Shelf-to-basin iron shuttle in the Guaymas Basin, Gulf of California.

Scholz, Florian, Schmidt, Mark , Hensen, Christian , Eroglu, Sümeyya, Geilert, Sonja , Gutjahr, Marcus and Liebetrau, Volker (2019) Shelf-to-basin iron shuttle in the Guaymas Basin, Gulf of California. Geochimica et Cosmochimica Acta, 261 . pp. 76-92. DOI 10.1016/j.gca.2019.07.006.

[img] Text (Author's accepted manuscript)
Scholz et.al.pdf - Accepted Version
Restricted to Registered users only until 10 July 2021.

Download (705Kb) | Contact

Supplementary data:

Abstract

Enrichments of highly reactive iron (Fe) (sum of Fe (oxyhydr)oxide, carbonate and sulfide minerals) in marine sediments and sedimentary rocks are commonly interpreted as an indication of anoxic conditions in the bottom water at the time of deposition. The model system for this proxy rationale is the semi-restricted Black Sea, where sediments underneath the anoxic and sulfidic (i.e., euxinic) deep-water are enriched in reactive Fe, which was mobilized from the surrounding shelf areas. To test whether such a shelf-to-basin Fe shuttle can operate in semi-restricted basins without euxinic deep water, we investigated sedimentary Fe speciation and Fe isotope compositions in sediments of the Guaymas Basin, Gulf of California. Sediments on the slope underneath the eastern equatorial Pacific oxygen minimum zone and sediments within the oxic deep basin are both enriched in reactive Fe, with reactive Fe making up 45 ± 11 % of the total Fe pool. The following mechanisms may contribute to these Fe enrichments: (1) Release of dissolved Fe from anoxic shelf and slope sediments followed by lateral transport of dissolved and/or particulate Fe in the water column; (2) preferential transport of fine-grained, terrigenous particles with a high reactive Fe content into the basin; (3) microbially mediated conversion of non-reactive silicate minerals to reactive Fe minerals during transport; (4) hydrothermal venting and lateral Fe transport within the deep water. The first process can explain reactive Fe enrichments in slope sediments, whereas all processes may contribute to sedimentary Fe enrichments in the deeper basin.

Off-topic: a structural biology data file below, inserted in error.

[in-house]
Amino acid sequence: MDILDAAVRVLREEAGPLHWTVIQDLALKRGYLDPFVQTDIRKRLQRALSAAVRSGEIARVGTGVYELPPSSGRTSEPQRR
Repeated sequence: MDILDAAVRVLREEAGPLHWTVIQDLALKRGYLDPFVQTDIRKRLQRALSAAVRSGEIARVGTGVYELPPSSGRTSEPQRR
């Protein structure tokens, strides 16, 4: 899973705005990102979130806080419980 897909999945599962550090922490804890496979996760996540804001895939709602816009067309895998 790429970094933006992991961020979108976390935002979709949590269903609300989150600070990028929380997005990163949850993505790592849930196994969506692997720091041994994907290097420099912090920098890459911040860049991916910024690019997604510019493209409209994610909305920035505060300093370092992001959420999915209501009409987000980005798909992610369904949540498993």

The δ56Fe value of sediments increases from shelf to slope and decreases from the slope into the basin. This lateral pattern of δ56Fe, as well as the pattern of Fe enrichment, is similar to that observed in other marine systems with a Fe shuttle. However, the size of the Fe enrichment, and the range in δ56Fe (-0.06 to +0.16‰) is smaller. This difference is due to higher terrigenous sedimentation rates in the Guaymas Basin and, therefore, more intense dilution of shuttle-derived reactive Fe. We argue that, depending on the extent of bathymetric restriction and terrigenous background sedimentation, reactive Fe enrichments can form under a broad range of redox conditions and in diverse sedimentary environments. The concepts applied in this study can be used to identify those circumstances in the paleo-record.

Document Type: Article
Keywords: reactive iron, iron shuttle, paleo-redox, oxygen minimum zone, hydrothermal vent
Research affiliation: OceanRep > GEOMAR > FB2 Marine Biogeochemistry > FB2-MG Marine Geosystems
OceanRep > GEOMAR > FB1 Ocean Circulation and Climate Dynamics > FB1-P-OZ Paleo-Oceanography
Refereed: Yes
Open Access Journal?: No
DOI etc.: 10.1016/j.gca.2019.07.006
ISSN: 0016-7037
Projects: ICONOX, MAKS
Expeditions/Models/Experiments:
Date Deposited: 15 Jul 2019 12:09
Last Modified: 06 Feb 2020 09:08
URI: http://oceanrep.geomar.de/id/eprint/47194

Actions (login required)

View Item View Item

Document Downloads

More statistics for this item...